SpeakOut is Truthout's treasure chest for bloggy, quirky, personally reflective, or especially activism-focused pieces. SpeakOut articles represent the perspectives of their authors, and not those of Truthout.
Brasilia, Brazil - This week, imprisoned executives from one of Brazil’s largest construction firms – who are implicated in an unprecedented corruption scandal involving the parastatal oil company Petrobras – promised to expose a parallel scheme of massive fraud surrounding hydroelectric dams in the Amazon. In a plea deal with the Federal Public Prosecutors’ Office (MPF), top executives at Camargo Corrêa – a principal contractor for Petrobras and the federal government’s Amazon dam-building program – vowed to provide details of systematic corruption in the construction of the costly Belo Monte and Jirau megadams.
In a normal world, Israeli Prime Minister Netanyahu’s speech to a joint session of the US Congress would have been roundly mocked by the audience for its hypocritical fear mongering. In a normal world, 70 years beyond Hiroshima, major powers would have long since acceded to the wishes of their constituents and established far more extensive arms reduction treaties. In a normal world, there would be a single, not a double, standard challenging the undiluted evil of nuclear weapons, no matter who possesses them. That single standard would underpin not only a regional but also a planet-wide effort at nuclear disarmament. And in a normal world, a foreign leader would not have been handed the most prestigious possible venue to undermine delicate, complex negotiations merely to allow him to score political points in two countries simultaneously.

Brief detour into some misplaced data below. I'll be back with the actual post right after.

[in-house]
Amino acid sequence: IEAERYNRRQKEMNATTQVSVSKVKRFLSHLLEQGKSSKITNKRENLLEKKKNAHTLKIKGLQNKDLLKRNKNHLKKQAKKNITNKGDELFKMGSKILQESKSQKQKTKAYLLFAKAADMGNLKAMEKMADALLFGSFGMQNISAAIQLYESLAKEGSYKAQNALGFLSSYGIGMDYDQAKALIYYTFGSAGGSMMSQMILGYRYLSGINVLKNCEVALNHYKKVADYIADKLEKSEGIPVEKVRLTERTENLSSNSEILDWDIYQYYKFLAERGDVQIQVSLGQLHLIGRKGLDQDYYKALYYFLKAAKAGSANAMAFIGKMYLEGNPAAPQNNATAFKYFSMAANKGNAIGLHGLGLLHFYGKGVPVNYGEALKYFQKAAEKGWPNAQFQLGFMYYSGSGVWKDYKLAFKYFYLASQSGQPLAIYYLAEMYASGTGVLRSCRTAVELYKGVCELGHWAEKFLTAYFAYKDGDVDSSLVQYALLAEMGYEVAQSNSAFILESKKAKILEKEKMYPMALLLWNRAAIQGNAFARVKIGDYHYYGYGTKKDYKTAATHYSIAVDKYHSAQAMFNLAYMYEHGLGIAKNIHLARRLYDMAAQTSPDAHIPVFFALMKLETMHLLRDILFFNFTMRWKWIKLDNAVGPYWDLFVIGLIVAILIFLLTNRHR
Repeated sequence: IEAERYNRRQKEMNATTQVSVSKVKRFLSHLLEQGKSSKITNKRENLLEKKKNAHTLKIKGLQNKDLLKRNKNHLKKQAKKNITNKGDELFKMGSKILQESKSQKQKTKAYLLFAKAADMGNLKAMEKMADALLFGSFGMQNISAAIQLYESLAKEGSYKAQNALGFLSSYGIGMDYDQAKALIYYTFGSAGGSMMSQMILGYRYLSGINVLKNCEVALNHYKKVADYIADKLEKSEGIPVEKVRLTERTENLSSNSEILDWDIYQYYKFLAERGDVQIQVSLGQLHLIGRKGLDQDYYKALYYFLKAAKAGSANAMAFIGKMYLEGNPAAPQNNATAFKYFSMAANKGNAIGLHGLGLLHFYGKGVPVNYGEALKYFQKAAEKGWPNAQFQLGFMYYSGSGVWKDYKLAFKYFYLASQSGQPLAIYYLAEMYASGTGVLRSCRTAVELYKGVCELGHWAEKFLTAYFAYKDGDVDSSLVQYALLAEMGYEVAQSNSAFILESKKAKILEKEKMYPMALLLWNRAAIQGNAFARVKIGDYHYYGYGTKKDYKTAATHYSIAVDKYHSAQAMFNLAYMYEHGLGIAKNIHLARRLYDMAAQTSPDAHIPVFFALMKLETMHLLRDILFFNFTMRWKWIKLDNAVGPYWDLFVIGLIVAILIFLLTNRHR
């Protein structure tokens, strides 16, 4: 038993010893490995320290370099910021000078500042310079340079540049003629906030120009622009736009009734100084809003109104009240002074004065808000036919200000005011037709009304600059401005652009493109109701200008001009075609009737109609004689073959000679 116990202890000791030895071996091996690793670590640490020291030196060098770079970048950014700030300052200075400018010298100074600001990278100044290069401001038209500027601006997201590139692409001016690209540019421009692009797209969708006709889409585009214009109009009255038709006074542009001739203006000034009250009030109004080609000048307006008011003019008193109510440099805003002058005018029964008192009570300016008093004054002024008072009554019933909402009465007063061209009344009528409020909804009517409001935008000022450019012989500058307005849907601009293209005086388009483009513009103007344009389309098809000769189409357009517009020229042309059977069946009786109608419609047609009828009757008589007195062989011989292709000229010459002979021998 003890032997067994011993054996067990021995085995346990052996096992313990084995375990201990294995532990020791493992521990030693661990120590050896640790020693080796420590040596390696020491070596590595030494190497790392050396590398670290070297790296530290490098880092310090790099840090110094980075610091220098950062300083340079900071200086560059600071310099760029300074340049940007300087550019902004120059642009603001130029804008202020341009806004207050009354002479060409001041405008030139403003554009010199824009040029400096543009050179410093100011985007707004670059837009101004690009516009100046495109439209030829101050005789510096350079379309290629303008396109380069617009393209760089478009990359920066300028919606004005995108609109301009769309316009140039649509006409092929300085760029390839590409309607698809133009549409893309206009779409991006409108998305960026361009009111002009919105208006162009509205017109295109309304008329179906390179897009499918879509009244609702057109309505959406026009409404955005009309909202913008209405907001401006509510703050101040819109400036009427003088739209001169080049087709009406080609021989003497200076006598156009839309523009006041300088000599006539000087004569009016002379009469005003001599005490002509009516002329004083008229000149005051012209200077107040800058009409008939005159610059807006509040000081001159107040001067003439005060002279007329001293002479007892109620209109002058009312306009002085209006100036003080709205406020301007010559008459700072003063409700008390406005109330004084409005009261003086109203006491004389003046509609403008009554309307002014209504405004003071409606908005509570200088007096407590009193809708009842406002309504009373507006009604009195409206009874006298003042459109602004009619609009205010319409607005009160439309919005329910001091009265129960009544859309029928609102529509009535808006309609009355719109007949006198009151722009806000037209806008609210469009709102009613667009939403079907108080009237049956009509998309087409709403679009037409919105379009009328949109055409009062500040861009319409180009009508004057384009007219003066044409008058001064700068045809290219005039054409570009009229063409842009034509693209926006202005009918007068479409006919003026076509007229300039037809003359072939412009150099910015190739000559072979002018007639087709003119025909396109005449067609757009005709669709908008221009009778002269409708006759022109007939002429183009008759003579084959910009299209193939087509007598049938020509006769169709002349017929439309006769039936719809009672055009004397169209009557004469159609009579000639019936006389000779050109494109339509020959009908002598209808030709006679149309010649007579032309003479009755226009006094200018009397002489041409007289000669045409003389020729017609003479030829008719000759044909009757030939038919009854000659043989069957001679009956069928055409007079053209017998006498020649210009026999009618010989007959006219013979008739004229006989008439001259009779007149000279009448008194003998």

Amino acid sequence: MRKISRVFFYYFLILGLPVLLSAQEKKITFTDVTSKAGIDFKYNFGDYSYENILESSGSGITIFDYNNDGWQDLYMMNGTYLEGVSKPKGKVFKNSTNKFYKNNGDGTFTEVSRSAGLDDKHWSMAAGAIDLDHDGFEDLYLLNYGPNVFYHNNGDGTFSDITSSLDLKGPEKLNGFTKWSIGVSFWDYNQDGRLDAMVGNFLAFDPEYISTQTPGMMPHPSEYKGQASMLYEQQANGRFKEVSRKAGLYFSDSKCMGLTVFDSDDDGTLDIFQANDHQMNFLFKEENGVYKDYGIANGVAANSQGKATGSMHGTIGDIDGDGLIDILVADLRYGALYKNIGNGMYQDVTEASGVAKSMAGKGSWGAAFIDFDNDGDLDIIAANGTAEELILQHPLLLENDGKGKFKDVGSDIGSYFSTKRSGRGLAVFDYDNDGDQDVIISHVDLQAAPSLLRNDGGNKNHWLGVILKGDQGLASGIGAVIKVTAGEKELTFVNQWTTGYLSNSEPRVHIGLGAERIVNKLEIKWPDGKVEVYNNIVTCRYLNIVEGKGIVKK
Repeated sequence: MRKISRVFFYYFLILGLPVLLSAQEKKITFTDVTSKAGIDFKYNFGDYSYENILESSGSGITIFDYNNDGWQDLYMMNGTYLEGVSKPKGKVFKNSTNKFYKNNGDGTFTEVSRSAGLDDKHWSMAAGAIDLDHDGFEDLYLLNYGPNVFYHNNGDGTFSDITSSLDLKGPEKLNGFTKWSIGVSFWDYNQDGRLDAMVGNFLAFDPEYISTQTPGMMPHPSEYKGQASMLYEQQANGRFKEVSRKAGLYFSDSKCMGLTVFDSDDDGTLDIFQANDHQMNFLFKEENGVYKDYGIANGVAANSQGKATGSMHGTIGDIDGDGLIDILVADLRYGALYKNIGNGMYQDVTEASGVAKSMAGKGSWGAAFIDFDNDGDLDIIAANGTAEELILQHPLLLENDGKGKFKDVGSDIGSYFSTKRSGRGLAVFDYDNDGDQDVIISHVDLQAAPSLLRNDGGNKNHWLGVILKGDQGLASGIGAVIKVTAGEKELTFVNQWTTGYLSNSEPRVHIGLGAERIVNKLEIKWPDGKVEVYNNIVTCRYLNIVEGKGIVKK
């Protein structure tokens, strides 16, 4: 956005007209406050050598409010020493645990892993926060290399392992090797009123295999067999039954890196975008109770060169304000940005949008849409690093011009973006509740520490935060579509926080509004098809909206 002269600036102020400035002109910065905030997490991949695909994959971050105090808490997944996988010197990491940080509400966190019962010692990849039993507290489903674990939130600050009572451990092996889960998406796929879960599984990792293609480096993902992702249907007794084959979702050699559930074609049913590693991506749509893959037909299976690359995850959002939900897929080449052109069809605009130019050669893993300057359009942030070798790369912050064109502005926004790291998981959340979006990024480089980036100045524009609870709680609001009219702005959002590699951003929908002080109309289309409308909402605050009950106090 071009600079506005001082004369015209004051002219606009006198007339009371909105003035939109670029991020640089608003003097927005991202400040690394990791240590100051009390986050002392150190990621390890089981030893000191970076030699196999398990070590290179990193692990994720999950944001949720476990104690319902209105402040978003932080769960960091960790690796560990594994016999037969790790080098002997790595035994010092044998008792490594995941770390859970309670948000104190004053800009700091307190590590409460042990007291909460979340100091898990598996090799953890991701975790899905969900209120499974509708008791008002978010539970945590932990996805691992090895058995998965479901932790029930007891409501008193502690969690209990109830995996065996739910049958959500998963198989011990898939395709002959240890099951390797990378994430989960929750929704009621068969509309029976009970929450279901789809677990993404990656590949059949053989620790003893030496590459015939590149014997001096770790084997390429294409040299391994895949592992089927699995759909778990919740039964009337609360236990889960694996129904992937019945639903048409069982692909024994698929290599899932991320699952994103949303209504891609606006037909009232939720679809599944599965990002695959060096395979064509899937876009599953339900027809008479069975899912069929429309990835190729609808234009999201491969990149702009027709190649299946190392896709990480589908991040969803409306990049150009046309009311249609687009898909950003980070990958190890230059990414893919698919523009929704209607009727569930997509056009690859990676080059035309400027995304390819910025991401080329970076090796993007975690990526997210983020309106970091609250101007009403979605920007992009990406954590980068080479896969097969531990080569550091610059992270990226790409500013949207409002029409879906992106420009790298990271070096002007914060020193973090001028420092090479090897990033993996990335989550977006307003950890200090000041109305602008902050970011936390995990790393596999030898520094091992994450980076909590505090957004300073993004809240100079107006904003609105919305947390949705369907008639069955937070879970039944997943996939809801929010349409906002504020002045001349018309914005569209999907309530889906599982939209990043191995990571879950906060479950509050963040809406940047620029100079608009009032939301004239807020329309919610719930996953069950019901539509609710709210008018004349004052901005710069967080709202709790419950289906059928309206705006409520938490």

Wars may be how Americans learn geography, but do they always learn the history of how the geography was shaped by wars? I’ve just read Syria: A History of the Last Hundred Yearsby John McHugo. It’s very heavy on the wars, which is always a problem with how we tell history, since it convinces people that war is normal. But it also makes clear that war wasn’t always normal in Syria.
Syria was shaped by and remains to this day outraged by the 1916 Sykes-Picot agreement (in which Britain and France divided up things that didn’t belong to either of them), the 1917 Balfour Declaration (in which Britain promised Zionists land it didn’t own known as Palestine or Southern Syria), and the 1920 San Remo Conference at which Britain, France, Italy, and Japan used rather arbitrary lines to create the French Mandate of Syria and Lebanon, the British Mandate of Palestine (including Jordan), and the British Mandate of Iraq.
Sigmund Freud, in Case Histories II wrote of "psychological projection," a theory in which humans defend themselves against perceived negative impulses by denying their own negative impulses, while attributing them onto others.
For example, a person who acts unconstitutionally or threatens to shut down the government and contravenes international law may constantly accuse other people of being unconstitutional and contravening international law.